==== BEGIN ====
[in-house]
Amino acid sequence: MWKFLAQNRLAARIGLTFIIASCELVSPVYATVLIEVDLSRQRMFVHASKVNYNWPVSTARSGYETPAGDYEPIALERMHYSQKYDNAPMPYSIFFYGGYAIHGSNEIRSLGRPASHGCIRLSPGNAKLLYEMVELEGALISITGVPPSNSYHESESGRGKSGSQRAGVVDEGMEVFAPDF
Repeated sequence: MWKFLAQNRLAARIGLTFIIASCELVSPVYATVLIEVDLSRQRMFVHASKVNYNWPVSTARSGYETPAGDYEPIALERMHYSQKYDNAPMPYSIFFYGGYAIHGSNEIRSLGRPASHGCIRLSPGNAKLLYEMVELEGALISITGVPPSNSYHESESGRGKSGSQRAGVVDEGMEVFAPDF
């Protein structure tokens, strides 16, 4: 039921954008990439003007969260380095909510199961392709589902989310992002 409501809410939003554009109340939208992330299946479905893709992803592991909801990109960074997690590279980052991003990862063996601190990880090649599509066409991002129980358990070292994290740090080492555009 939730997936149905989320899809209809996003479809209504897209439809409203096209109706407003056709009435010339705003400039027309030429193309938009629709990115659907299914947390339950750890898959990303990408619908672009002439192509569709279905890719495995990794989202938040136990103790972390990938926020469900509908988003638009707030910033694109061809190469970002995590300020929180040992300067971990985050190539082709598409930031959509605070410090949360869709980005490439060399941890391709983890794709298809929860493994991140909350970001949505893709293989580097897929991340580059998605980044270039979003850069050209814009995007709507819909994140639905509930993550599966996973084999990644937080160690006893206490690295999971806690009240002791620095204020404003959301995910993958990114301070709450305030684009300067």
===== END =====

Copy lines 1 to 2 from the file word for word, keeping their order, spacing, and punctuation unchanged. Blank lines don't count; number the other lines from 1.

[in-house]
Amino acid sequence: MWKFLAQNRLAARIGLTFIIASCELVSPVYATVLIEVDLSRQRMFVHASKVNYNWPVSTARSGYETPAGDYEPIALERMHYSQKYDNAPMPYSIFFYGGYAIHGSNEIRSLGRPASHGCIRLSPGNAKLLYEMVELEGALISITGVPPSNSYHESESGRGKSGSQRAGVVDEGMEVFAPDF